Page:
It’s no secret that I’m a big Stephen King fan. It’s even less of a secret that I’m a big Dark Tower fan, given that I have the Sigil of Eld tattooed on my wrist (although I suppose one would also have to be a big Dark Tower fan to recognize it as such). Therefore, I was excited when I heard that King would be releasing a new Dark Tower novel this year, if “excited” is a strong enough term. I was even more excited when I found out it was to be set between the fourth and fifth novels (Wizard and Glass and Wolves of the Calla), an excellent place for a little more information about Mid-World and Roland Deschain’s ka-tet.
The story begins with Roland, Eddie Dean (be still, my heart), Susannah Dean, Jake, and the billy-bumbler Oy taking shelter from a “starkblast”—a devastating, deadly storm that rips through Mid-World leaving destruction in its path. The starkblast reminds Roland of an event in his adolescence when he and Jamie De Curry, a member of Roland’s original ka-tet, investigated a Skinwalker. The novel is actually three stories in one, with Roland telling the skinwalker story to the Deans and Jake, and within this story, a younger Roland relaying the legend of “The Wind Through the Keyhole.”
I wish I hadn’t gone in to this book with expectations. I think if I was just a person looking forward to reading a book, or even a big Stephen King fan who didn’t have strong feelings about the Dark Towerseries, I would have loved this. The layer of the story where Roland and Jamie track the skinwalker to the mine and work to find a way to flush it out is particularly interesting, and the twisted fairy tale aspect of Tim Ross’s quest to find a cure for his mother’s blindness, dogged by the Covenant Man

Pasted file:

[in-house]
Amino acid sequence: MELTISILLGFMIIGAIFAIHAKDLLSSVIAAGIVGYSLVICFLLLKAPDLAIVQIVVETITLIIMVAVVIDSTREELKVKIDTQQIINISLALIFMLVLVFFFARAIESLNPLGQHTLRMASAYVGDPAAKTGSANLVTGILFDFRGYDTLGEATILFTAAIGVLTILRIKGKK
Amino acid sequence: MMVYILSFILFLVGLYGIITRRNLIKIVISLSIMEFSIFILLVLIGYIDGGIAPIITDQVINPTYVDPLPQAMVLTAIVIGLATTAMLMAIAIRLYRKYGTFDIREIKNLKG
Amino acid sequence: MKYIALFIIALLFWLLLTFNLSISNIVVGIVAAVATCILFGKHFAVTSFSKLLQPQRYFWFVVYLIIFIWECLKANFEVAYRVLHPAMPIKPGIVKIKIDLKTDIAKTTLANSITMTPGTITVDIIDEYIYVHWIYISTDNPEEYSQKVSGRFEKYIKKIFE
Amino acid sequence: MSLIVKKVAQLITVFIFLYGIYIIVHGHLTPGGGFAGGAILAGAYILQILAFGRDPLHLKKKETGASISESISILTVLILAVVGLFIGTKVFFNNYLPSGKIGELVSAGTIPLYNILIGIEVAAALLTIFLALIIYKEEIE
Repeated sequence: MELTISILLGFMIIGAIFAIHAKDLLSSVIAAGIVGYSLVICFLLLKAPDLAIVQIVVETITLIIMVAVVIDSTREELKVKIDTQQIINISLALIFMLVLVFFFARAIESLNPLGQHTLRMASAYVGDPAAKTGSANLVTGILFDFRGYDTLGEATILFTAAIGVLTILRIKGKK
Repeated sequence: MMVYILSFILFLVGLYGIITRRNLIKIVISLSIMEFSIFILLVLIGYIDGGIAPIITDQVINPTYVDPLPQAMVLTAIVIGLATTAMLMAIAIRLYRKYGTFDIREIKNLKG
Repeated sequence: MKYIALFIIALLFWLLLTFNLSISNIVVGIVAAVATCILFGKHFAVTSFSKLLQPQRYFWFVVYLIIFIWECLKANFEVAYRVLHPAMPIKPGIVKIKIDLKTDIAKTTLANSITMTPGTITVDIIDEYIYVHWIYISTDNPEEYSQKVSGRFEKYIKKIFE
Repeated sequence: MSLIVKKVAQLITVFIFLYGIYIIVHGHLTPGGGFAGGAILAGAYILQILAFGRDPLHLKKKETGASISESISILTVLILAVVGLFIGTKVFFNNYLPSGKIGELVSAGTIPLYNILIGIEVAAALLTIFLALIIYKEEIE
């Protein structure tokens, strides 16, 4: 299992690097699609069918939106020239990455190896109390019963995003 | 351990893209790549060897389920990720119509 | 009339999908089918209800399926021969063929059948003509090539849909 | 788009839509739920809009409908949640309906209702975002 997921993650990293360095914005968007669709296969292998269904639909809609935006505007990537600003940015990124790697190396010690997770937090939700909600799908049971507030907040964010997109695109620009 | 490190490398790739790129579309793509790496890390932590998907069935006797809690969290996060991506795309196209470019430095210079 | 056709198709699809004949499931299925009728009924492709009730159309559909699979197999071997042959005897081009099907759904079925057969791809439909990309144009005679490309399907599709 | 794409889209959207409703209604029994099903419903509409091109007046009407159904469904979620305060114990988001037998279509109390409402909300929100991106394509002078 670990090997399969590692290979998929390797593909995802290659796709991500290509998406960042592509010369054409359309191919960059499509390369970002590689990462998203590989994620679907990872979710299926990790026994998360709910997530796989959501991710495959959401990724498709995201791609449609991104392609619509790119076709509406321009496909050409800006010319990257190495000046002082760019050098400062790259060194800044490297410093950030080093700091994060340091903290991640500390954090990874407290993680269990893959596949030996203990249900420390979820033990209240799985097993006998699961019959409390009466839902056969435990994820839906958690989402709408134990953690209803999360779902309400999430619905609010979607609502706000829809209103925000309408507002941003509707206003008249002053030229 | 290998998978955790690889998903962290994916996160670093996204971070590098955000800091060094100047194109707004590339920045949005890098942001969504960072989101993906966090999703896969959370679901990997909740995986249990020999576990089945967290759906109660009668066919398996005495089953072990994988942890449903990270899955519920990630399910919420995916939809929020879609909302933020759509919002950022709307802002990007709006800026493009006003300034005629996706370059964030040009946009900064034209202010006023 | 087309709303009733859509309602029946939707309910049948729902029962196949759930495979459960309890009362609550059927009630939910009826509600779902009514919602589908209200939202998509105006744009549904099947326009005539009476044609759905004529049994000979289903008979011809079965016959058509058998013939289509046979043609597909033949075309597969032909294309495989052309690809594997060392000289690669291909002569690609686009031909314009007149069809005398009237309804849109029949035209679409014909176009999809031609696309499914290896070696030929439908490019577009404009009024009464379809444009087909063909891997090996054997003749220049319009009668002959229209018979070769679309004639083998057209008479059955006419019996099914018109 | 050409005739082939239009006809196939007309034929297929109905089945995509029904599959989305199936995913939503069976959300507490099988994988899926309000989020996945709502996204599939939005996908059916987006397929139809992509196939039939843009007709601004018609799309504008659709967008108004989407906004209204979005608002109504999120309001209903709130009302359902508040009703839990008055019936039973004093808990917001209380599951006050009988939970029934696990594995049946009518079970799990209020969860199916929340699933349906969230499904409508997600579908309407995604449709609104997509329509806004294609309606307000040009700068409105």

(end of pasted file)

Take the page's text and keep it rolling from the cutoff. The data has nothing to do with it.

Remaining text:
(aka the Man in Black aka Marten Broadcloak aka Randal Flagg), in the “Wind Through the Keyhole” layer is reminiscent of The Eyes of the Dragon.
Still, I couldn’t help but be slightly disappointed at how little we got to see of Roland’s ka-tet (outside of Jamie from the original ka-tet, which was awesome, although I was sad there were so many mentions of Alain Johns and particularly Cuthbert Allgood* without either actually making an appearance in Roland’s story)—when I heard “new Dark Tower book” I was hoping for more adventures from Eddie and Susannah and Jake (and Oy). Obviously, this is my own fault for having these expectations with nothing to precipitate them, and it doesn’t in any way detract from the book that King actually wrote, but it did still lessen my enjoyment of the novel slightly.
*if I remember correctly, the original poll on King’s website as to which book readers were most interested in (this one or a sequel to The Shining called Dr. Sleep which is set to be released next year), said that Roland would be hunting the skinman with Cuthbert, who was my favourite of the original ka-tet, so it’s extra disappointing that he changed it to Jamie although it was nice to see him a little more.
Despite my personal annoyance, The Wind Through the Keyhole fits in well with the Dark Tower canon. The titular legend features the same creepy blend of medieval lifestyles and modern technology with Tim’s friend the sentient GPS, and the skinwalker saga adds to Roland’s backstory as well as being a Western-tinged hell of a gunslinger story. And, brief as it was, I will never complain about getting a glimpse of the ka-tet again.
The forward to the novel provides enough information about Roland’s quest and companions and Mid-World that someone who has not read the rest of the Dark Tower series should be able to follow it without much difficulty, and I would recommend it to those people. It is an engaging story (or story in a story in a story) and it doesn’t seem to be much affected by the prior circumstances or have much affect on the outcome of the later books. It would also probably be less frustrating to those of you who aren’t already Tower junkies. I’m finding it hard to decide what rating to give this novel—for the worldbuilding alone it deserves, as does the entire series, a perfect review—but I can’t ignore my personal disappointments, unjustified though they may be. I will always be happy to revisit Mid-World, and I hope that King does so again at some point in the future. I just wish there was more.
- My review of Stephen King’s 11/22/63
- References to the Dark Tower series in other Stephen King works (may contain spoilers)